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ninja_7_7
11-14-2010, 11:58 AM
I was always confused by this. Why didnt Ezio kill him? Because it said in history he died in 1503? Ezio killed innocent guards and hundreds of people but he wont kill the main problem of all this? I dont want the answer he didnt want to be like him or something clíche.

The_red_egg1
11-14-2010, 12:01 PM
Ezio lives by the creed.

He probably thought it wasn't worth it. Anyway, if he had killed him, there would be no Brotherhood http://forums.ubi.com/groupee_common/emoticons/icon_biggrin.gif http://forums.ubi.com/groupee_common/emoticons/icon_cool.gif

AubreyWilborn
11-14-2010, 12:03 PM
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Eh-don't dwell on it too hard. It was an emotional decision made in haste, and it is one he will probably regret in ACB.

But I definitely get where you're coming from. Ezio(especially if I'm playing him) can kill a hundred gurads-who are probably just poor folks trying to feed their families. But when he gets close to the grandmaster of templars, all he can give him is a beatdown?

jfighter777
11-14-2010, 12:04 PM
Perhaps because he tore from Rodrigo the one thing he wanted more than anything else, being the Prophet. So, he let Rodrigo live, knowing that this failure would haunt him for the rest of his life.

Also, maybe because it would have been killing out of anger, which he had not done since Vieri, and he saw it as wrong to kill while full of hate? IDK, maybe he will explain it to Machiavelli in ACB.

The Zoo Boy
11-14-2010, 12:10 PM
Gameplay Reason: Knowing that he was not the prophet was worse than death for Rodrigo. http://forums.ubi.com/groupee_common/emoticons/icon_biggrin.gif

Practical Reason: Maybe Ubisoft knew they were planning on another Ezio game, so saved his death for Brotherhood, where hopefully Ezio can poison him in 1503, instead of just stabbing him in 1499 (in real life, no one knew who did it, although it was suspected to be an accident by Cesare). http://forums.ubi.com/groupee_common/emoticons/icon_biggrin.gif

breakdown89
11-14-2010, 12:15 PM
I frankly thought it was made pretty clear in the game why he chose not to kill him. He knew that killing the man who was behind most of his family's murders would not bring them back, so he chose to spare him instead.....that's it.

ninja_7_7
11-14-2010, 12:22 PM
Originally posted by DeusEx89:
I frankly thought it was made pretty clear in the game why he chose not to kill him. He knew that killing the man who was behind most of his family's murders would not bring them back, so he chose to spare him instead.....that's it.
That is the answer I didnt want. That is a stupid excuse. I will kill guards and other hundreds of people but the one person who destroyed my life well he is alright. I will let him go.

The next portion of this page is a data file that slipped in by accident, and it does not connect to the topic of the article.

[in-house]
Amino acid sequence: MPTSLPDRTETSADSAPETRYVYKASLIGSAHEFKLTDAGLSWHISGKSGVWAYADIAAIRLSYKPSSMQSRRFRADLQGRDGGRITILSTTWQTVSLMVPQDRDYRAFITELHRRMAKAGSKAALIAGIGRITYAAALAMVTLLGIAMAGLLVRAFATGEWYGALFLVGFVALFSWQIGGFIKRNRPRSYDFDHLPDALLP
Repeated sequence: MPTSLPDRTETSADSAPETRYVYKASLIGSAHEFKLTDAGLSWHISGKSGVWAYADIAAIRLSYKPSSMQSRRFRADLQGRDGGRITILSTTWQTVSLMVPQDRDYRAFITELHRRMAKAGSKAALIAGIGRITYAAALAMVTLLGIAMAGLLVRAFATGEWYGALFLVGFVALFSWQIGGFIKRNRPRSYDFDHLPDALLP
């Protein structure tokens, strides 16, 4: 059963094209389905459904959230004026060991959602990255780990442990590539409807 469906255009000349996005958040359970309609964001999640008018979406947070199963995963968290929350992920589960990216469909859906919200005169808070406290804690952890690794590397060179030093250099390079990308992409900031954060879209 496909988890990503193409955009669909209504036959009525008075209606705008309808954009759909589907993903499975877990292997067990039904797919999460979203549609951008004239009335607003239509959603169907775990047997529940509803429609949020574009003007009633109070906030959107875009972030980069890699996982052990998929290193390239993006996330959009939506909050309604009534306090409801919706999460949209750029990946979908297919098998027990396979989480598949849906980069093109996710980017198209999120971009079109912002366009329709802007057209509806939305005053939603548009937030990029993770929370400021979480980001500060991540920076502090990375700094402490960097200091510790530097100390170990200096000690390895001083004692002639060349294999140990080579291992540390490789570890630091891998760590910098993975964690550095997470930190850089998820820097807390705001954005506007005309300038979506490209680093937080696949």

breakdown89
11-14-2010, 12:23 PM
well i'm sure it wasn't easy on ezio either, but hey, take it or leave it.....lol.

mad_god87
11-15-2010, 08:07 PM
Examine the dialog that occurs between them at the end. This is not just a defeat for Rodrigo Borgia, whose entire existence has been dedicated to a falsehood, a destiny that was not his. It represents something far greater in the struggle for dominion. The Templars do not have a prophet after all, even in their most powerful leader. The Assassins do. As both sides begin to realize the consequences of this outcome, the symbolic result of the battle between the old Pope and the new assassin shifts the balance of power in a way that has ramifications for the world.

And that is why, we suspect, Ezio concludes with the famous words of Hassan-i Sabbah: "Nothing is true; everything is permitted". By invoking the Brotherhoodof the Assassins, Ezio is not just asserting what he represents buy demonstrating that he is not bound by any rule to slay an enemy already defeated. He has the power and the freedom of will to transcend.

Straight from the AC2 guide book...pretty straight forward if you ask me if you need an better answer than that your on your own...

Shadowchsr79
11-15-2010, 08:28 PM
That is a very good answer Mad God. I couldn't have said it better myself though I do have one question. Did he at least take the Papal Staff that was the second piece of Eden as well as the Apple? The idea of him leaving that item in the hand of the Templars really gives me the shivers. From what little I've seen of the trailers for Brotherhood it seems to center around the apple again. sighs, I guess I'll have to wait for the game to find out. Sorry that this went a bit off topic.

jlorence
11-15-2010, 08:32 PM
Because Ezio's an attention ***** and wasn't happy having only one game.

xsatanicjokerx
11-15-2010, 09:23 PM
Because in history Rodrigo was poisoned not stabbed

mad_god87
11-15-2010, 09:39 PM
In ACB trailers ive seen the pope holding the staff so he still has it also they get the apple at the siege of the villa

obliviondoll
11-16-2010, 08:13 AM
Originally posted by j_lorence:
Because Ezio's an attention ***** and wasn't happy having only one game.
I vote for this answer.

Most rational and well thought-out response so far.

None of that "because not killing him was worse" stuff.

/sarcasm.

Actually, leaving him alive and knowing he's NOT the prophet WOULD be worse than death. I was fairly sure that was the whole point. The whole "killing in anger is wrong" part was just a side-note which gave it a little extra push into awesome instead of just cool.

Shadowchsr79
11-16-2010, 11:23 AM
*Grumbles* I can live with him not killing Borgia but to leave a piece of Eden in the hands of the Templars was very foolish if you ask me. Lets hope he doesn't make the same mistake in Brotherhood.